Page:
This 1961 Lotus is a 20/22 Formula Junior car with chassis number 25. By Daniel Vaughan | Feb 2009
In an effort to avoid unnecessary taxes, Lotus often exported many of their vehicles without VIN numbers. This 1961 Lotus 20/22 Formula Junior racer is one such example and was sent to New Zealand where it was raced in the 1970 Gold Star Series by Graeham Lawrence. It was later purchased by a private owner who raced the car until 1990 when it made its way to the United States. It has continued its length racing career participating in many events through the United States.
It was offered for sale at the 2006 Russo & Steele Auction held in Monterey, Ca where the vehicle found its next owner for the price of $55,000. By Daniel Vaughan | Aug 2009
The Lotus Formula Junior 20 was first shown at the Racing Car Show in January of 1961. It shared some similarities to the prior units, such as the suspension bearing many similarities to the Lotus 18. The body was small and aerodynamic and mounted on a space-frame chassis. The fiber-glass body was courtesy of Williams & Pritchard. Mounted mid-ship was a Cosworth developed Ford 105E 998cc engine.
For the 1961 season Trevor Taylor and Peter Arundell drove works cars. Alan Rees and Mike McKee raced Lotus 20 with factory support. Taylor was able to win eight races while Arundell accounted for seven victories.
In total, 118 examples of the Lotus 20 were produced.
The Lotus 21 was the first works Lotus to win a Formula One Grand Prix. The victory came in 1961 at the United States Grand Prix driven by Innes Ireland. The Lotus 21 utilized a mid-engined design and was comprised of a tubular space-frame with fiberglass panels. Power was from a Coventry Climax FPF four-cylinder engine similar to that of the Lotus 20. Disc brakes could be found at all four corners.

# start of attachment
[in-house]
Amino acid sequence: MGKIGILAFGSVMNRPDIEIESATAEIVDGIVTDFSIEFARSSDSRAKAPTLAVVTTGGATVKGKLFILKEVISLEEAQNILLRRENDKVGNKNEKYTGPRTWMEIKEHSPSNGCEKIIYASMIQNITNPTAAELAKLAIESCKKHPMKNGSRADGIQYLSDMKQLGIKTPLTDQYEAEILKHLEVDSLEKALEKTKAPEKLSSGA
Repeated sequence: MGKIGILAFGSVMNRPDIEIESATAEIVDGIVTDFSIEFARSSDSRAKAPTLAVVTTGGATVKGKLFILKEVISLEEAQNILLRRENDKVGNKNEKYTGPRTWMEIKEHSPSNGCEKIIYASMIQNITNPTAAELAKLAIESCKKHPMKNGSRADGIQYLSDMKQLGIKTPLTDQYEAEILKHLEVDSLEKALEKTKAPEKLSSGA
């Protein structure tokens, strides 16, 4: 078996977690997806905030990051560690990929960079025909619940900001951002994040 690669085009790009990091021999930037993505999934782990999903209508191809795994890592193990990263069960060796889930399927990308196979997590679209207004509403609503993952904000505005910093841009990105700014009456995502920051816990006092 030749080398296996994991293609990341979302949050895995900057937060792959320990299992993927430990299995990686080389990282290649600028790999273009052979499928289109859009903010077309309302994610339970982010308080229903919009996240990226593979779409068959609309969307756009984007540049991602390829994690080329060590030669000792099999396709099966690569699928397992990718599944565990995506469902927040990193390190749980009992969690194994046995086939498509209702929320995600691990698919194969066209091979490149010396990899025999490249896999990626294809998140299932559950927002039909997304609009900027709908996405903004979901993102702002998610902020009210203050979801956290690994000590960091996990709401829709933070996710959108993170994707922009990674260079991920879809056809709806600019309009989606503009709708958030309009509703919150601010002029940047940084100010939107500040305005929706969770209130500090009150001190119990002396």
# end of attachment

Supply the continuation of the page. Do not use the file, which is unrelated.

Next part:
The Lotus 21 was raced by Team Lotus and by the Rob Walker Racing Team during the 1961 season.
The Lotus 22 was introduced for the 1962 seasons and was based on the Lotus Formula Junior 20 but brought with it many new changes. It was powered by a Ford-Cosworth 1098cc engine which produced about 100 horsepower. The engine was mated to a four-speed gearbox. The gearbox units were came from both Volkswagen and Renault. The suspension from the Lotus 21 was used in the rear. The Lotus 22 had a wider track than the Lotus 21. The 13-inch wheels were made of magnesium-alloy and disc brakes could be found in both the front and rear.
Team Lotus entered the Formula Junior 22 driven by Peter Arundell in 25 races and was rewarded with podium finishes 18 times. Peter Arundell was the team's primary driver with Alan Rees and Bob Anderson serving as his replacement.
The Lotus 22 was surrounded by controversy during the 1962 season. Canadian Pete Ryan was involved in a collision with Bill Moss at Reims. Reporters interviewed Ryan at the hospital; he mentioned, though heavily medicated, that Formula Junior cars were being operated with engine capacities higher than the allowable limit. Reporters assumed that he was speaking about Peter Arundell and stories and allegations quickly erupted. Part of the stories that appeared made alleged claims that the Lotus 22s were running with 1450cc engines (rules specified 1100cc units). In true sporting fashion, Colin Chapman responded to the claims with a challenge. He stated that, under supervision, he would 'repeat their race-winning speeds at any European circuit'. The results were to be closely monitored and supervised. Chapman stated that if the vehicles were to match their winning speeds, von Frankenberg, a former racer and editor, would have to make a public apology. von Frankenberg had made many of the allegations so the challenge seemed appropriate.
von Frankenberg accepted and the Monza circuit was selected. Arundell had won the 107-mile Grand Prix at 113.4 mph with a fast lap of 115.9. On the day of the challenge, Arundell drove the racer to a speed of 117.1 mph. At the conclusion of the challenge, the engine was disassembled and thoroughly inspected. The engine had met all the requirements and the vehicles weight was within acceptable limits. Chapman had made his point and von Frankenberg made his apology. By Daniel Vaughan | Jan 2007